Nocturnal Creatures  
Saturday 21 July 2018
Whitechapel Gallery and local locations, Free Entry
Sponsored by Broadgate
In association with Sculpture in the City

6 July 2018

– Final line-up announced for Nocturnal Creatures, Whitechapel Gallery’s inaugural late-night contemporary arts  festival taking place Saturday 21 July
– Artists and musicians Kai Althoff, Lucia Monge and NO UFOs complete the line-up
– The one night festival includes sound, live visuals and performance from Larry Achiampong, Tom Lock, Rachel Pimm, Alexis Teplin and Andrea Luka Zimmerman
– Also featuring Sculpture in the City artists Marina Abramovic, Tracey Emin, Sarah Lucas and Sean Scully
– Plus the premiere of new music from Sarathy Korwar, Midori Komachi, Bambooman and Angele David-Guillou with Musicity

The final line-up for Nocturnal Creatures is announced. On Saturday 21 July, the heart of the East End is transformed by performance, video, sculpture and sound. Cultural and historic venues within walking distance of the Whitechapel Gallery feature spectacular artworks and performance for one night only. Local galleries open their doors late into the night. In association with Sculpture in the City, artist tours and new audio compositions will celebrate the rich history of the local area. For its inaugural year the Nocturnal Creatures festival coincides with Whitechapel Gallery’s triennial summer exhibition The London Open 2018, highlighting a number of the exhibiting artists.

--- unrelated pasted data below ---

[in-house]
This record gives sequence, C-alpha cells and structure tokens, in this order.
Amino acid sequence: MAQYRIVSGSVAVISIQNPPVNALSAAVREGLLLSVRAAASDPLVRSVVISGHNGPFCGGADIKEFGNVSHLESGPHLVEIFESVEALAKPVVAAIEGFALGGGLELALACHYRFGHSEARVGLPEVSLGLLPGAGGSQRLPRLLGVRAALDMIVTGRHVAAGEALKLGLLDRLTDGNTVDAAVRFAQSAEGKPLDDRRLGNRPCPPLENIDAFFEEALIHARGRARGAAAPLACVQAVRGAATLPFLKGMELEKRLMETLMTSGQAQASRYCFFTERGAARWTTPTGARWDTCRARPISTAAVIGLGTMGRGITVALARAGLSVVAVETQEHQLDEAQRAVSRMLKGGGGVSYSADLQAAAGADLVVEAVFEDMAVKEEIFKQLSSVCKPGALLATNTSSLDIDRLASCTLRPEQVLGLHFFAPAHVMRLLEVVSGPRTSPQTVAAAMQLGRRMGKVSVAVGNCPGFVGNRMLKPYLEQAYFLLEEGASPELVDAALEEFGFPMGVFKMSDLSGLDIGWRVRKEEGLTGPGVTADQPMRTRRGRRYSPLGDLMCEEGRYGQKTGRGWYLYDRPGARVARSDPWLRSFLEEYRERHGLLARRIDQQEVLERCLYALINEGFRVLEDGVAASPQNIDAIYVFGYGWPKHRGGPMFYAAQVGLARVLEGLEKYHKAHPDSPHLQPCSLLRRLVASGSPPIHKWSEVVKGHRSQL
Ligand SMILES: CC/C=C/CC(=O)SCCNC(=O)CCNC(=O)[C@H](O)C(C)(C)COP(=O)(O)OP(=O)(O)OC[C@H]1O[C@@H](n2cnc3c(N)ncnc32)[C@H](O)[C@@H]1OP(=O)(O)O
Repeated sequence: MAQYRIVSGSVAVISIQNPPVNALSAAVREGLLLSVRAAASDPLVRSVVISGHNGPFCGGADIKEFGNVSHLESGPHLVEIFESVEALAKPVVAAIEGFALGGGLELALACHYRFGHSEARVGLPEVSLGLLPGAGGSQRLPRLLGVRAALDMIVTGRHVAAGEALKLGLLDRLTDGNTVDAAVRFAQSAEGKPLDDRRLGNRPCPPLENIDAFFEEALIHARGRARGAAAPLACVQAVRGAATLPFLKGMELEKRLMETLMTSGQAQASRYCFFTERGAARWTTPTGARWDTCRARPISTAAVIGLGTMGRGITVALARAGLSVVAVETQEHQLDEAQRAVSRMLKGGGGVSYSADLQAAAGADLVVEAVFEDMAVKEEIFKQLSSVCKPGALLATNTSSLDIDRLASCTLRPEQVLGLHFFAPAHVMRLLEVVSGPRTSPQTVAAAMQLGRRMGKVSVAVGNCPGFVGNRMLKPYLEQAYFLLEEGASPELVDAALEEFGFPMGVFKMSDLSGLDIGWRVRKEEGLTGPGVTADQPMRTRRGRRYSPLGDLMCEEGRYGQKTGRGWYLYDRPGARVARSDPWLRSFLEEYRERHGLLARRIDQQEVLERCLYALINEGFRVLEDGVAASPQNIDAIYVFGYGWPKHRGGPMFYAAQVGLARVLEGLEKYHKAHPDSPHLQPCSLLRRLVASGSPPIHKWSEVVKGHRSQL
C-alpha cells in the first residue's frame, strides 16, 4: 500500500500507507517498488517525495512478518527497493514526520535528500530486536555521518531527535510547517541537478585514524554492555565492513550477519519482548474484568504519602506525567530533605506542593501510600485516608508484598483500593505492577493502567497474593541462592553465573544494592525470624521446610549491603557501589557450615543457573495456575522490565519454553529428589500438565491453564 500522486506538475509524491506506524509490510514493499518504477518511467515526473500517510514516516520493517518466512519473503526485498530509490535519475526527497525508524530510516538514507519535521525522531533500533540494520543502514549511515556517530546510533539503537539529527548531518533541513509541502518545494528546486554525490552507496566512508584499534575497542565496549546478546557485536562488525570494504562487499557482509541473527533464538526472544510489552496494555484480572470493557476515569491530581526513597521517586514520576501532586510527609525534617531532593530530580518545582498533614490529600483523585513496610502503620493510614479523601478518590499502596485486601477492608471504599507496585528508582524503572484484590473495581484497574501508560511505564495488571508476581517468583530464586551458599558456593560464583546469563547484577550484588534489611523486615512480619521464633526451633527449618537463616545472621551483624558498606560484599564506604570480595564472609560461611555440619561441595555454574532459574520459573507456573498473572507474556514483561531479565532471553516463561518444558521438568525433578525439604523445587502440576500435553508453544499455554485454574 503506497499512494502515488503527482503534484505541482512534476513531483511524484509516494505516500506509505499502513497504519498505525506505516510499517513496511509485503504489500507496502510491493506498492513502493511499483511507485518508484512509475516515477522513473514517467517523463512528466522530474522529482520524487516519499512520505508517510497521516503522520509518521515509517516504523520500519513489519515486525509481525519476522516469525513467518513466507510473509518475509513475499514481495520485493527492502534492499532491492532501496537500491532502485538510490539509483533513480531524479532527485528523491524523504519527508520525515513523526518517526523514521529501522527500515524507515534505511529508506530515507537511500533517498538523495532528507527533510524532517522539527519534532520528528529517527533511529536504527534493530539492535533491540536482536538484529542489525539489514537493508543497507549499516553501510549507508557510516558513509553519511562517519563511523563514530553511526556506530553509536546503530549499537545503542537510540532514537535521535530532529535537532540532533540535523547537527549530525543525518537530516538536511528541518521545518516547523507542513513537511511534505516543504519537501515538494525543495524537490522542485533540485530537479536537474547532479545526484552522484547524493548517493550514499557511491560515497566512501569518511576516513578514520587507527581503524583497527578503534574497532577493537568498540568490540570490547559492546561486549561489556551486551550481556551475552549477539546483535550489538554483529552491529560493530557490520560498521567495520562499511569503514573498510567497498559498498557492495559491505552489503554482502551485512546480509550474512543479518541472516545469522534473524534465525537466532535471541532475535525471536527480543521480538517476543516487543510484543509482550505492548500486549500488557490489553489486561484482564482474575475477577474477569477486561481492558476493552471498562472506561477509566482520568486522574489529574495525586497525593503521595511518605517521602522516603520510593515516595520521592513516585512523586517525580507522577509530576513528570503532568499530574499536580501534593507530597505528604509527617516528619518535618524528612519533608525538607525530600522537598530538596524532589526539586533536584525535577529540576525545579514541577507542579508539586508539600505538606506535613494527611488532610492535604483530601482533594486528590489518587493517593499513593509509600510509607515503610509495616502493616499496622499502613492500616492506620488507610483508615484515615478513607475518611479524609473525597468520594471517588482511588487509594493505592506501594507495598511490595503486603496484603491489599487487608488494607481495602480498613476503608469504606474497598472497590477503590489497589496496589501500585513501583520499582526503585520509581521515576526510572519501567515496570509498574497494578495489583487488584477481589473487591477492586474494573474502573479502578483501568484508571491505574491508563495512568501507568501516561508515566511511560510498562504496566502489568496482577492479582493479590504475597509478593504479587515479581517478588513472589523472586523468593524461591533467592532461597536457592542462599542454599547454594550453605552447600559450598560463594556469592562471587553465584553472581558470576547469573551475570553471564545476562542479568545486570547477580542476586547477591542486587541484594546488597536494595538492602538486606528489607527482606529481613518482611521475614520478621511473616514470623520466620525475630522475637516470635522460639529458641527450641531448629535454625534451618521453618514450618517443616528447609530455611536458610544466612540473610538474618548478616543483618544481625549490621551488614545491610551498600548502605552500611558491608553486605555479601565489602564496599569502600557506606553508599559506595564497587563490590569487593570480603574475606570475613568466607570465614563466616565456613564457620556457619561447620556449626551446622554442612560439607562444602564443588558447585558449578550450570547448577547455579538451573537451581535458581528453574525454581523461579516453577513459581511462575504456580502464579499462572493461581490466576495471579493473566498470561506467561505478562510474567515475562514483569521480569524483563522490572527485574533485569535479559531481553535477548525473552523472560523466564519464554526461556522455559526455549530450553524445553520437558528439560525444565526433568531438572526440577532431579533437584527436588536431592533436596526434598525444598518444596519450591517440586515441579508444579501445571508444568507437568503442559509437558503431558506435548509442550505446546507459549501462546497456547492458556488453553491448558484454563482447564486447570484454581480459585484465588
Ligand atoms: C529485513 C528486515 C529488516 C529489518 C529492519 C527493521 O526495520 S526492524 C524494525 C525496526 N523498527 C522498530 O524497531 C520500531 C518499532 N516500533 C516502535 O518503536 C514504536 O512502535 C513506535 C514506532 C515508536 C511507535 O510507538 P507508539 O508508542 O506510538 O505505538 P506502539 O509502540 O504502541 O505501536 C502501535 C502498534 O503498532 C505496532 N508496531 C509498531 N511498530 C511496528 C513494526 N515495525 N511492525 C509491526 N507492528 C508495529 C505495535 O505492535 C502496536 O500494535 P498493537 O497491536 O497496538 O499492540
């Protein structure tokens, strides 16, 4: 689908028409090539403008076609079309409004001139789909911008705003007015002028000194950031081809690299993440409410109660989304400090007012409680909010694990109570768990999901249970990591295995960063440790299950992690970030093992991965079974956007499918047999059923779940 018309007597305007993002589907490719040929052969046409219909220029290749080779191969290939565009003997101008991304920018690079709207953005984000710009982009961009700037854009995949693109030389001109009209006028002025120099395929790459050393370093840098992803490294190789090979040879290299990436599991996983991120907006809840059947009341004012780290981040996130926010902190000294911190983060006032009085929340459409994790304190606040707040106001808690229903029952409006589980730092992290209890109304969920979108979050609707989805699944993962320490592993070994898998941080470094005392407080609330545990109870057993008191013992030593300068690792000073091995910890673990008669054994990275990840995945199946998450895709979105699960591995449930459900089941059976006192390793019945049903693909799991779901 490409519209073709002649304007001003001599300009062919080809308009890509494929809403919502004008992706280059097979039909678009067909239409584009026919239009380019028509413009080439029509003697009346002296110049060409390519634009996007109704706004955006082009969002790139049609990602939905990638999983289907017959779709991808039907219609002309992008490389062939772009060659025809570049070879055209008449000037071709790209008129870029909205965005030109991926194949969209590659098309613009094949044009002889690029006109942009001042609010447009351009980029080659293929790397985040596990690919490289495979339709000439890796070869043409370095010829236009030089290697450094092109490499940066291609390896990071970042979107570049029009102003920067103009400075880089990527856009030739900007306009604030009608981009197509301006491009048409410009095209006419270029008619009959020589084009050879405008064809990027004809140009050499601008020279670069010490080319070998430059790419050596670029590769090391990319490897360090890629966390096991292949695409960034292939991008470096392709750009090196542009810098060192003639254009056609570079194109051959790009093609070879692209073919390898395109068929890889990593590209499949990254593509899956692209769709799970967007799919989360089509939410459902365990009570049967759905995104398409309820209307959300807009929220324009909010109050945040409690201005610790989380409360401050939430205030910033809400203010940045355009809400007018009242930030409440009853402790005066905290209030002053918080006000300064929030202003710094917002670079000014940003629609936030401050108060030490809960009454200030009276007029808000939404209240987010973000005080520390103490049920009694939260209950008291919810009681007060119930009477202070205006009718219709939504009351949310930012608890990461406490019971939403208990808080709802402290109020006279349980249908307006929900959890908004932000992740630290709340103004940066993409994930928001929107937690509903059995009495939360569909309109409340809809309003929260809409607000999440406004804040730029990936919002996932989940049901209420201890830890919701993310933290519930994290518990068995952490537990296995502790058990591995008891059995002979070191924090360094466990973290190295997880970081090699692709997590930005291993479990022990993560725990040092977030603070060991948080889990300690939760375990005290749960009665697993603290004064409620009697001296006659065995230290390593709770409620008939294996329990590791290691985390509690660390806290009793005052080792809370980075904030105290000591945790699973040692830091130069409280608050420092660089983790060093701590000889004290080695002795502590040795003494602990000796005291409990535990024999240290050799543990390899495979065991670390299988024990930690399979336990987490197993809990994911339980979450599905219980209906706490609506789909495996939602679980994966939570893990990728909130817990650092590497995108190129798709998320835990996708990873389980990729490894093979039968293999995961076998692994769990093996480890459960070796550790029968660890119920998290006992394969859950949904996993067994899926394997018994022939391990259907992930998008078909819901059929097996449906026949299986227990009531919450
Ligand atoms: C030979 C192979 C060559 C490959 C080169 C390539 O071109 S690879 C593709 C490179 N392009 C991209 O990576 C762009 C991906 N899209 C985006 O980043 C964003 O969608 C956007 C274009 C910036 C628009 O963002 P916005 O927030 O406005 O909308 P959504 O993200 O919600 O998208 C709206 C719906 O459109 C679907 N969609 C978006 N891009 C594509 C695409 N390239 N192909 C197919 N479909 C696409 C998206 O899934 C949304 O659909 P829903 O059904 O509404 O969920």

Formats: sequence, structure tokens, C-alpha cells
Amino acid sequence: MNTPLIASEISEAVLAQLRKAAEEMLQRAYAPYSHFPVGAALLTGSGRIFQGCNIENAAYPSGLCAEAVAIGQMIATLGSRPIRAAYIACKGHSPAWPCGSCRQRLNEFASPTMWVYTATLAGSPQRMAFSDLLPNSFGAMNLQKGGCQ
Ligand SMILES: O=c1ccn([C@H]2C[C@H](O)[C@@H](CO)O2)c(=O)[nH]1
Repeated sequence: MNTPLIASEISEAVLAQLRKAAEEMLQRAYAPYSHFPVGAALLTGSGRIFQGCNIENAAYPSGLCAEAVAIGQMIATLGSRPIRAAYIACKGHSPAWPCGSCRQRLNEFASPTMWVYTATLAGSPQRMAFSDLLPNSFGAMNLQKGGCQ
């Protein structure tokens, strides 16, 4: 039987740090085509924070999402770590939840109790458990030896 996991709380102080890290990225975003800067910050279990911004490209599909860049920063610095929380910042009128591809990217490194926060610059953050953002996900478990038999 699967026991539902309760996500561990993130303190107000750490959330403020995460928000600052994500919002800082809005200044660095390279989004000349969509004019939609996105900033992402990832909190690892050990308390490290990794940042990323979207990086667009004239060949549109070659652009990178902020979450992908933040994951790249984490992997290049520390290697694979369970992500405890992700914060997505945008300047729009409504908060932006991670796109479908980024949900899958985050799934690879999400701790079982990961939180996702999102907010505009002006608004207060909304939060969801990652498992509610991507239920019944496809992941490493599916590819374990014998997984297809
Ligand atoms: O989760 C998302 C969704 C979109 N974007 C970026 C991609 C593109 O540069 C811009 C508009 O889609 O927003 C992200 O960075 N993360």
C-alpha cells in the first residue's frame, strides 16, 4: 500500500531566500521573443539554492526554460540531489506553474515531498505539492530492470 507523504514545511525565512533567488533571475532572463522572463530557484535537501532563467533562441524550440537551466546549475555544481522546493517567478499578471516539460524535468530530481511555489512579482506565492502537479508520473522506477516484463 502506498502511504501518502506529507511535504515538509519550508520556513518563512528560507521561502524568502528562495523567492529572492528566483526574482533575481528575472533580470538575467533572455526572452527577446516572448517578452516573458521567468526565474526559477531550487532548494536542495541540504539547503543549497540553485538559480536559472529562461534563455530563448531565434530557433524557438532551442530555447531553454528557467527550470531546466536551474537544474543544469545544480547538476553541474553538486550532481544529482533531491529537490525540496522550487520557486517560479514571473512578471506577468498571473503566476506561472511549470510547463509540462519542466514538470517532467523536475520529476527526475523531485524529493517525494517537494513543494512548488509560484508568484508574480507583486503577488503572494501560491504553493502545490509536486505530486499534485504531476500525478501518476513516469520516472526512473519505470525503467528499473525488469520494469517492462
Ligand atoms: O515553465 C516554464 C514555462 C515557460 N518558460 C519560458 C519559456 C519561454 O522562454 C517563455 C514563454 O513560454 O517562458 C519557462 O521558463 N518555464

Iwona Blazwick, former Whitechapel Gallery Director, said: “Demand for accessible, night-time arts and culture in London is ever-increasing. Last year, we participated in the momentous Art Night, and we were truly inspired. So we’re hugely excited to be launching a new, free, late-night arts festival for the East End. A celebration of London’s creativity and resilient contemporary art scene, it will be a coming-together of practitioners, unusual spaces and audiences. Come and join us.”